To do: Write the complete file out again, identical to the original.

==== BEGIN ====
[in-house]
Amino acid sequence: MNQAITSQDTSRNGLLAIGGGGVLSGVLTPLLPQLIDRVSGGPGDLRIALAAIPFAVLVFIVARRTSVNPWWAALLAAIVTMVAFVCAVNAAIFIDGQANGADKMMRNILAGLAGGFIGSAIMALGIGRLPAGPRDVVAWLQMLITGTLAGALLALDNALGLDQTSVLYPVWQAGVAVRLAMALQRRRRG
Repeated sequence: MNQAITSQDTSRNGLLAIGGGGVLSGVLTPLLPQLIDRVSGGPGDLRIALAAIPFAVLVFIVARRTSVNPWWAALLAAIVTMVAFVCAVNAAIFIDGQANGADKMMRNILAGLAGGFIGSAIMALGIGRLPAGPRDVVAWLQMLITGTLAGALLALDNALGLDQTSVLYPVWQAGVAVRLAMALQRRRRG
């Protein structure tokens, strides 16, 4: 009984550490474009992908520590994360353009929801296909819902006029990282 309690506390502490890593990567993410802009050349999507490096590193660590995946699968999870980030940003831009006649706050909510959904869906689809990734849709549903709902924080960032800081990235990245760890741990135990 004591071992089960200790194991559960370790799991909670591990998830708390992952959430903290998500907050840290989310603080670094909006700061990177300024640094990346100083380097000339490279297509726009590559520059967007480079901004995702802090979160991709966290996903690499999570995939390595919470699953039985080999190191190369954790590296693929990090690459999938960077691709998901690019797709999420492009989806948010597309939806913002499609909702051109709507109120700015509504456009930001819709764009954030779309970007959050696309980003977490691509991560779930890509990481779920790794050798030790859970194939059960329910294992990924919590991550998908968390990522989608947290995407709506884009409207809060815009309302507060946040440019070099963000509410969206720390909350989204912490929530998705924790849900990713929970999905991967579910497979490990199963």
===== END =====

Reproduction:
[in-house]
Amino acid sequence: MNQAITSQDTSRNGLLAIGGGGVLSGVLTPLLPQLIDRVSGGPGDLRIALAAIPFAVLVFIVARRTSVNPWWAALLAAIVTMVAFVCAVNAAIFIDGQANGADKMMRNILAGLAGGFIGSAIMALGIGRLPAGPRDVVAWLQMLITGTLAGALLALDNALGLDQTSVLYPVWQAGVAVRLAMALQRRRRG
Repeated sequence: MNQAITSQDTSRNGLLAIGGGGVLSGVLTPLLPQLIDRVSGGPGDLRIALAAIPFAVLVFIVARRTSVNPWWAALLAAIVTMVAFVCAVNAAIFIDGQANGADKMMRNILAGLAGGFIGSAIMALGIGRLPAGPRDVVAWLQMLITGTLAGALLALDNALGLDQTSVLYPVWQAGVAVRLAMALQRRRRG
């Protein structure tokens, strides 16, 4: 009984550490474009992908520590994360353009929801296909819902006029990282 309690506390502490890593990567993410802009050349999507490096590193660590995946699968999870980030940003831009006649706050909510959904869906689809990734849709549903709902924080960032800081990235990245760890741990135990 004591071992089960200790194991559960370790799991909670591990998830708390992952959430903290998500907050840290989310603080670094909006700061990177300024640094990346100083380097000339490279297509726009590559520059967007480079901004995702802090979160991709966290996903690499999570995939390595919470699953039985080999190191190369954790590296693929990090690459999938960077691709998901690019797709999420492009989806948010597309939806913002499609909702051109709507109120700015509504456009930001819709764009954030779309970007959050696309980003977490691509991560779930890509990481779920790794050798030790859970194939059960329910294992990924919590991550998908968390990522989608947290995407709506884009409207809060815009309302507060946040440019070099963000509410969206720390909350989204912490929530998705924790849900990713929970999905991967579910497979490990199963």